July 29, 2017

Do You Need an Editorial Calendar?


An editorial calendar makes it easy for people to work together, helping them follow a plan.

What if there's only you in your business? Does it make sense to create an editorial calendar? Absolutely, but for different reasons.

If your plan is in your head, writing it out will reduce stress - now you don't have to remember it. Handwriting activates the creative part of your brain and your memory. More importantly, having a plan will prep your brain to be on the lookout for appropriate content.

You can use fancy spreadsheets, or find a detailed editorial calendar online. You can use coloured file cards, sheets of paper, or a whiteboard. The most important thing is that it works for y-o-u. It doesn't have to be like anyone else's editorial calendar.

Of course, before you create an editorial calendar, you need to generate a bunch of content ideas.

If you are like me, your content ideas may not be well organized. Creating an editorial calendar forces you to create organization among the chaos (another benefit).

Here are three suggestions for creating your editorial calendar. These are simple and easily customized (even combined) to work for any small business owner who doesn't need a super fancy system for managing content plans.

#1. Big Picture View (whiteboard)

This is my preferred planning tool. It's very fast and keeps my plan top of mind as it's propped by my desk. I use two sheets of white corrugated plastic (backs of old transit signs). One is my active editorial calendar, reaching out for 6 months. The second becomes my active calendar as time goes on and plans change.

#2. Monthly or Weekly View (paper)

Another simple method - you already have everything you need at your desk. Use sheets of (coloured) paper, one for each month or week, as you prefer to plan. Transfer your content ideas from your idea catcher to your sheets on a regular schedule, perhaps once a week. Keep these sheets in a folder on your desk, or pinned up side-by-side near your desk. The more in-your-face, the better.

#3. Flexible View (file cards)

If you've read any of Sue Grafton's mysteries, you know her private investigator Kinsey Millhone uses file cards to organize clues and generate new leads. Put all your content ideas on separate (coloured) file cards; this makes it easy to add inspiration as it comes to you. To organize your ideas, grab some (coloured) envelopes and label them by month/week, or whatever works for you. Sort your file cards into the envelopes, or use elastic bands and tags. As a bonus, these cards are mobile-friendly; throw them in your briefcase and review while waiting for your first coffee meeting. Carry around a few blanks for those ideas that hit you on the fly. To change your perspective, shuffle the cards as Kinsey does.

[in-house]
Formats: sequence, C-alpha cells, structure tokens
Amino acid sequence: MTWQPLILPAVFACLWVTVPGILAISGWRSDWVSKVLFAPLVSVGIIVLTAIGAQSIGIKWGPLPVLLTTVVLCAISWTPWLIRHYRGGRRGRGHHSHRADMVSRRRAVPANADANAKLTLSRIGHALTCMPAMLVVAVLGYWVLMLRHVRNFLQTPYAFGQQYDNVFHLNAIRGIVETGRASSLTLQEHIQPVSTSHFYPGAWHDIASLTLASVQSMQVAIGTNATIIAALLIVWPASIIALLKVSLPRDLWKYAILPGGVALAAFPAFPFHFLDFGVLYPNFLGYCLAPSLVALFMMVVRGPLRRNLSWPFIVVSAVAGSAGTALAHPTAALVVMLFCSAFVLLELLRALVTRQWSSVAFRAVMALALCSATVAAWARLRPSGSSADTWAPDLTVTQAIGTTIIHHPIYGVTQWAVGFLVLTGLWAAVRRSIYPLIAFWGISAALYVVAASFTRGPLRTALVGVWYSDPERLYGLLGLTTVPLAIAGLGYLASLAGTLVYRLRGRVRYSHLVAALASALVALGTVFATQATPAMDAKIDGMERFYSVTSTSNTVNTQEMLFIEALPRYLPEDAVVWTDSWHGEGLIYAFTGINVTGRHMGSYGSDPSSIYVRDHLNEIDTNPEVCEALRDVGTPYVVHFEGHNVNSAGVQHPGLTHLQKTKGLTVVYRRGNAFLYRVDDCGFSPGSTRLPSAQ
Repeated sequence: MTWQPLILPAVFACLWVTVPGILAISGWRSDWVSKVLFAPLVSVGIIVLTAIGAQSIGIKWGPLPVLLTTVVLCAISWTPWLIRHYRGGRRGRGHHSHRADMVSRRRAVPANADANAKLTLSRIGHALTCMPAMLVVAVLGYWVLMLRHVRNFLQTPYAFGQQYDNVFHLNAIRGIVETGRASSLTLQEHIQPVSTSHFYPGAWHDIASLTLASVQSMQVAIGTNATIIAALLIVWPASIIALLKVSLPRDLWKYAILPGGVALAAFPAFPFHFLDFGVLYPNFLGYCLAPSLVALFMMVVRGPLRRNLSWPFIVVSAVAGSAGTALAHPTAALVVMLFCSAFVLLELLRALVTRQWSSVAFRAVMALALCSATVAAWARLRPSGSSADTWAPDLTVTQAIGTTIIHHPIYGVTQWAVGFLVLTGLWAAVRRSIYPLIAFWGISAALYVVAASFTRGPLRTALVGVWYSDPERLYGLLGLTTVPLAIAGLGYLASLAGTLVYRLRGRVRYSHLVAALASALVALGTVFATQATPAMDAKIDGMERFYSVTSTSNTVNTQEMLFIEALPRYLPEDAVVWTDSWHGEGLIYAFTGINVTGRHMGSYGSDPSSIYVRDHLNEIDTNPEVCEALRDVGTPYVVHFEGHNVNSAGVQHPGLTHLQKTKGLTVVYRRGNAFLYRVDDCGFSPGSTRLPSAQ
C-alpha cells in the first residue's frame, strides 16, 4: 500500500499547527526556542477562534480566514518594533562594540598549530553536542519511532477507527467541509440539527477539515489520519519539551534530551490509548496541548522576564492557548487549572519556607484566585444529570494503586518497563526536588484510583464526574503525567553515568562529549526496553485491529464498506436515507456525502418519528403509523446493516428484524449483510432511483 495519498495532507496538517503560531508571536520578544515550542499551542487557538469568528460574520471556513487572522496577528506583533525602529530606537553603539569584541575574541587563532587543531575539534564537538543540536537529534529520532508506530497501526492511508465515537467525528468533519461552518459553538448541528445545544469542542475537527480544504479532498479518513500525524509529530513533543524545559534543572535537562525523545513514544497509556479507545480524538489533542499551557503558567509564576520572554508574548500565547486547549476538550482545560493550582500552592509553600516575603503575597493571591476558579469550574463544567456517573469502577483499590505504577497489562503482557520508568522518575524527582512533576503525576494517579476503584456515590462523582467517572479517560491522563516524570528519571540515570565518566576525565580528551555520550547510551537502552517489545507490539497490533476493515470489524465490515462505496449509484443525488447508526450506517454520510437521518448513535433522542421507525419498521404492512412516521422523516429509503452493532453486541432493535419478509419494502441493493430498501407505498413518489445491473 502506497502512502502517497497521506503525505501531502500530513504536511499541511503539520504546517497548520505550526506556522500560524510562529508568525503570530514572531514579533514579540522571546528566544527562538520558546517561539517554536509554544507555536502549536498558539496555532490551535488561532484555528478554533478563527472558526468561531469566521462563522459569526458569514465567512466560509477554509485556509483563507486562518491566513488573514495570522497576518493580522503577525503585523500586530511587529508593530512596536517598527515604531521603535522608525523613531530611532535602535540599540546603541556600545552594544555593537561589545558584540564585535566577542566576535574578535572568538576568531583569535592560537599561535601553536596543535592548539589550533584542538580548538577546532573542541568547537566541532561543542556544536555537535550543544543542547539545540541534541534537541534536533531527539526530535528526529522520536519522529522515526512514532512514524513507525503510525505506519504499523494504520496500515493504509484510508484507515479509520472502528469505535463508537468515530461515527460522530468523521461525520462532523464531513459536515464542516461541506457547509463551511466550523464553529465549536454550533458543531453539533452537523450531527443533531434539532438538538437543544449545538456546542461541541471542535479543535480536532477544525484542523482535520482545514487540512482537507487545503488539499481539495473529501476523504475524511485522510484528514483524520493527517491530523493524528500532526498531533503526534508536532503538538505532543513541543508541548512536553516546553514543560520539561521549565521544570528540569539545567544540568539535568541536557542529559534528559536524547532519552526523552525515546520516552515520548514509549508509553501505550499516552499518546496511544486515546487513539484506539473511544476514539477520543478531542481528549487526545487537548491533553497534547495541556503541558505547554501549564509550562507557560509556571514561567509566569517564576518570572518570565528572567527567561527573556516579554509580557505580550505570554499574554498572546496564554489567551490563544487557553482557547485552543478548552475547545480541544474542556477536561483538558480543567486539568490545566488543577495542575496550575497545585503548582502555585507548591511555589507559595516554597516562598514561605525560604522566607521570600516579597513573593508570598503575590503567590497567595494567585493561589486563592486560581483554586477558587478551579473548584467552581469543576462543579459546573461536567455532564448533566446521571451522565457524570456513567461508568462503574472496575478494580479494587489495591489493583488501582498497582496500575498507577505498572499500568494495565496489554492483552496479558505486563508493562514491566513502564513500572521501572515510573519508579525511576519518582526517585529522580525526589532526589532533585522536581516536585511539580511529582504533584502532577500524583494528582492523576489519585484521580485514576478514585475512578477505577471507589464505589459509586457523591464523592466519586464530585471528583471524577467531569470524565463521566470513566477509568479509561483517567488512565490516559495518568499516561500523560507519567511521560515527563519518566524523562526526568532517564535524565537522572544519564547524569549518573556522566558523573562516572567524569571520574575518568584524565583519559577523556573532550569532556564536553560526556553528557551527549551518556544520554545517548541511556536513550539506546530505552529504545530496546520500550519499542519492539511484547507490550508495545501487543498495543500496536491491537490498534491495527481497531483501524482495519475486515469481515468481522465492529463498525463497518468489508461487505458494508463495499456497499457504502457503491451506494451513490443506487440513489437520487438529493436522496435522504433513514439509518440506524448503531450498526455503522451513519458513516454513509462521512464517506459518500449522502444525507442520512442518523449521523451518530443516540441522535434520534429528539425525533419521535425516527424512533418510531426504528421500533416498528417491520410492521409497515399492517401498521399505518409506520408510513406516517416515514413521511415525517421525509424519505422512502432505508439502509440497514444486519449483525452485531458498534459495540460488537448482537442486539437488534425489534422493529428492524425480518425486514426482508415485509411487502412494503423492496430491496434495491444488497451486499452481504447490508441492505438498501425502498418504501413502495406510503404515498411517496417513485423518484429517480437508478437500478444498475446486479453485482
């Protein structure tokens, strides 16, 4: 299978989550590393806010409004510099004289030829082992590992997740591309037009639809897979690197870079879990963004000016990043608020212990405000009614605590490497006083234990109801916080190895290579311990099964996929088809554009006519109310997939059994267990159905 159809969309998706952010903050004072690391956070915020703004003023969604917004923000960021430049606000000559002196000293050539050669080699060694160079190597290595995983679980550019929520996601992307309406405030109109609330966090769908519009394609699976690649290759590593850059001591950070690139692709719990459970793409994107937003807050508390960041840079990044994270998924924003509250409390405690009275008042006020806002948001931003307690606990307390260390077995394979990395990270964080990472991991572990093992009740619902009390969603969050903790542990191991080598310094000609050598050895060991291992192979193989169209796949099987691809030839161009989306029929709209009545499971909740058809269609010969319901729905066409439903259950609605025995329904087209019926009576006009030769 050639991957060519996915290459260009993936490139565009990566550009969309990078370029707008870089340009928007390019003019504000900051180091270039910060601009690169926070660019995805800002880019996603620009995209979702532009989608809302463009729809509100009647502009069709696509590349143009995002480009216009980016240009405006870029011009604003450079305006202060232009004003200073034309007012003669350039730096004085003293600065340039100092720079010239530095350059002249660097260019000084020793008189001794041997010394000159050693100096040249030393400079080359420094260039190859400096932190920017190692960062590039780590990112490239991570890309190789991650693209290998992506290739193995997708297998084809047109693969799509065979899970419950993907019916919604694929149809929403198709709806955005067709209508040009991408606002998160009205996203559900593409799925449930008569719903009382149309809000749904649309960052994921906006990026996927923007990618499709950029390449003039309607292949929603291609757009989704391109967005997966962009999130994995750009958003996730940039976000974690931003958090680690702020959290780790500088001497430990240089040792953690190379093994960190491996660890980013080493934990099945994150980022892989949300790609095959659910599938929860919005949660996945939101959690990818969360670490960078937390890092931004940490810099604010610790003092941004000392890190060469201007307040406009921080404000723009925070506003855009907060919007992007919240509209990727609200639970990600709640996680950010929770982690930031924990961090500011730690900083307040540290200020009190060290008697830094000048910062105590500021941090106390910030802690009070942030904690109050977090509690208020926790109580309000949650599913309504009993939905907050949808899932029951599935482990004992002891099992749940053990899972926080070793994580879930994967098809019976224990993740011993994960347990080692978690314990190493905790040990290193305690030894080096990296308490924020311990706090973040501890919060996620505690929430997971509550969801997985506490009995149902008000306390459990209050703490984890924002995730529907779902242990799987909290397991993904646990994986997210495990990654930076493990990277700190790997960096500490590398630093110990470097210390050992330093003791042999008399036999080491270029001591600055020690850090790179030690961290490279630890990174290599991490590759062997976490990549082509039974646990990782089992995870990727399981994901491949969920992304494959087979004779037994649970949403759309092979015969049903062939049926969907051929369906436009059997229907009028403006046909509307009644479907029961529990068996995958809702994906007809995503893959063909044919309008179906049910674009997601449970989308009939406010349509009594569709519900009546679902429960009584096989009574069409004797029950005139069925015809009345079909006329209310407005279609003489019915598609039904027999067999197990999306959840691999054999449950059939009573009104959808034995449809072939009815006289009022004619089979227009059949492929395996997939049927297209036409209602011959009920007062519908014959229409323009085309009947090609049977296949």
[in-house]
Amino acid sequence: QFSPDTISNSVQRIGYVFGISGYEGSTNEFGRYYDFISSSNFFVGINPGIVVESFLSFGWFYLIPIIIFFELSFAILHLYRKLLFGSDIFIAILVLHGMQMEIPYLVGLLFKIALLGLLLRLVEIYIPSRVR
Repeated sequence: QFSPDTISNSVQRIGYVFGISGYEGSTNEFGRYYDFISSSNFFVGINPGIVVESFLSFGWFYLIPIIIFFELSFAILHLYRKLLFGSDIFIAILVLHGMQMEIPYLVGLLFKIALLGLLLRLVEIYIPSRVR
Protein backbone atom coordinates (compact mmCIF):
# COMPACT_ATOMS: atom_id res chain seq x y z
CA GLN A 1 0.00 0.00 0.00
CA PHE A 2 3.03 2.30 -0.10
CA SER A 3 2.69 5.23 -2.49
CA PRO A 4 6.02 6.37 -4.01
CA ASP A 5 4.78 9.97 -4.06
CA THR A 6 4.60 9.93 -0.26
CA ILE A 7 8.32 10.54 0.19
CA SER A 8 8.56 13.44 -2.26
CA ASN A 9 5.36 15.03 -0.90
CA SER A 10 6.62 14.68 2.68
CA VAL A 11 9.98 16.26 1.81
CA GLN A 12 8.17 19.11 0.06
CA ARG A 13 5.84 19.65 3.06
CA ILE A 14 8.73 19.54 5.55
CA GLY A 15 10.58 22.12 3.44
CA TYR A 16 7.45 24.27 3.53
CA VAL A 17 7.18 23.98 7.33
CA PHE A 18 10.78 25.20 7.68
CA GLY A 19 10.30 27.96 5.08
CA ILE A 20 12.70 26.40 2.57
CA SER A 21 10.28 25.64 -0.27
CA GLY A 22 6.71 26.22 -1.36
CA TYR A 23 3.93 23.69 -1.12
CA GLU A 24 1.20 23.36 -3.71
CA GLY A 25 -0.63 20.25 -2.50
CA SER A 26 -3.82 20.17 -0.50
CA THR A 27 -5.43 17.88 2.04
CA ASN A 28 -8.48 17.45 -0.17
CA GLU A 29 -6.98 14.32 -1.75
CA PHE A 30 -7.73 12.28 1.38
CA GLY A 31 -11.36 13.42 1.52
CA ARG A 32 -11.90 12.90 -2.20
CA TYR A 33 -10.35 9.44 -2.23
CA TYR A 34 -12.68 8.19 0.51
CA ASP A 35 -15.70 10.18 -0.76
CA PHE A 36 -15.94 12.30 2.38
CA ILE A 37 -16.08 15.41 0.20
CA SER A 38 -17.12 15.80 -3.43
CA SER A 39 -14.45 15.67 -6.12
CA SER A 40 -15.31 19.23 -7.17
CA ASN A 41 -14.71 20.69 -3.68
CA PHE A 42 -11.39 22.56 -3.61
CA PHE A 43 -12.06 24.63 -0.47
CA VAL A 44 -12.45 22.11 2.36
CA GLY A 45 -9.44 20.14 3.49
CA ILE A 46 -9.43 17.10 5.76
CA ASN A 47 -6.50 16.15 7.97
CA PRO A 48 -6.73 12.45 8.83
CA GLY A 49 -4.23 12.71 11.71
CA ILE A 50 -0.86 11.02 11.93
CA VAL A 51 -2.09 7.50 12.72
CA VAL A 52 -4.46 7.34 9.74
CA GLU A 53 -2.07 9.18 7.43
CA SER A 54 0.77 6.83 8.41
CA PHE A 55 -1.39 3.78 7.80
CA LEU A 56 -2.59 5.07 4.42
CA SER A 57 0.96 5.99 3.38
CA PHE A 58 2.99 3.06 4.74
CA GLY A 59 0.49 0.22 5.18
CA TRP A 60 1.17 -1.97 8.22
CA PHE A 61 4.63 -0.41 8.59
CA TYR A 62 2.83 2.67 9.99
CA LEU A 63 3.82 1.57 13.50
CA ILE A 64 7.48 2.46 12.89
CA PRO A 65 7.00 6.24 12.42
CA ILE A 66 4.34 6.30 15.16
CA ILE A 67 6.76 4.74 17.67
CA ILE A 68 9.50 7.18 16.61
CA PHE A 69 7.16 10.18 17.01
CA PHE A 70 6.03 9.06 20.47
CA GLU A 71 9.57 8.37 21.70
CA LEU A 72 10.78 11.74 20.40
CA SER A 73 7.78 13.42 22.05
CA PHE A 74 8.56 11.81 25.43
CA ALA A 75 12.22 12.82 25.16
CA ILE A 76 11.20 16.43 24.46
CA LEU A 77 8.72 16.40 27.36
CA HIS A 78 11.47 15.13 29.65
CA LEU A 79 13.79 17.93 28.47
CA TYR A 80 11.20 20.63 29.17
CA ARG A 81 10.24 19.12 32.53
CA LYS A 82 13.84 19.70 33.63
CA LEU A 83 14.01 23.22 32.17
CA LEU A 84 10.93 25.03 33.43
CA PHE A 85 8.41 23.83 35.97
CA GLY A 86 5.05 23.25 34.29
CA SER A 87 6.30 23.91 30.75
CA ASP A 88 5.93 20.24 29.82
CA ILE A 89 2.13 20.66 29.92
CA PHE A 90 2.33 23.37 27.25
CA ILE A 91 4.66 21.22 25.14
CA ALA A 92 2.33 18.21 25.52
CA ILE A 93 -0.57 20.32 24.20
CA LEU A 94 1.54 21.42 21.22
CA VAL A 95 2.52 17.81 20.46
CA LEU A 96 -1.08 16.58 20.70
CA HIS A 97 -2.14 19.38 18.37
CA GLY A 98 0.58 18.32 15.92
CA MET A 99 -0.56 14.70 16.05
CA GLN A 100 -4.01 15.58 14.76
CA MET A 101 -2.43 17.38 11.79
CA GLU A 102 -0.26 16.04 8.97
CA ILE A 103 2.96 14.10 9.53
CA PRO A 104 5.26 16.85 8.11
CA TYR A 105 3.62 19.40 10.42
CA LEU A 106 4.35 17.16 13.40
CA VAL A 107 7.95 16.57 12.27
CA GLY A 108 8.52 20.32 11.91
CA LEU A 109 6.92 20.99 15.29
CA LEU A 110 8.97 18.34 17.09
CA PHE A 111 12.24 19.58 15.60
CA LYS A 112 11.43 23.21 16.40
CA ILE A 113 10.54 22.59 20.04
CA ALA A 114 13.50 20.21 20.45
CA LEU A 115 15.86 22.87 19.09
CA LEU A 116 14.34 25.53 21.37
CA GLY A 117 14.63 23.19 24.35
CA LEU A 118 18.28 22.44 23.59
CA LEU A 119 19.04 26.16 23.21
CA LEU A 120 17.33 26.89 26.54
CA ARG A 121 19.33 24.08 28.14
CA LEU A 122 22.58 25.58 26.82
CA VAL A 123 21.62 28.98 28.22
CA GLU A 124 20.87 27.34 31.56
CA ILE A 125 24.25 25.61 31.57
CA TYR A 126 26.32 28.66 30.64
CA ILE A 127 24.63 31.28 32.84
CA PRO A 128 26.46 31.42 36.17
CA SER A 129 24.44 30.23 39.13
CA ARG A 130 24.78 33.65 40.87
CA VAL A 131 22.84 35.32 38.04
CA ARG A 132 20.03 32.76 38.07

The only way to make an editorial calendar work best for you is to try it, and revise. Start somewhere. Make sure it is easily accessed, visual and tactile. Use stickers and highlighting to spark inspiration!

originally published in Work Better, Not Harder newsletter July 27, 2017

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July 24, 2017

Storage for Great Ideas - Back of Book (BOB)


Do you often flip to the back page of your notebook to jot down content ideas? If not, start!

When I'm teaching small business classes about online marketing, I insist they start a page in the back of their notebooks for jotting down ideas for blog or social media posts. This page will extend beyond one, but it's the start of something great. BOB (for back of book) becomes a new friend... your idea catcher.

When you are looking for something to write about or post, check your BOB for ideas.

July 18, 2017

Quick Prep for Business Phone Calls


Imagine this happened to you earlier today...

You chatted on the phone for two hours with one of your favourite customers. You both laughed a lot and enjoyed catching up. It had been a while since you had a relaxed conversation with her. You're smiling as you hang up the phone.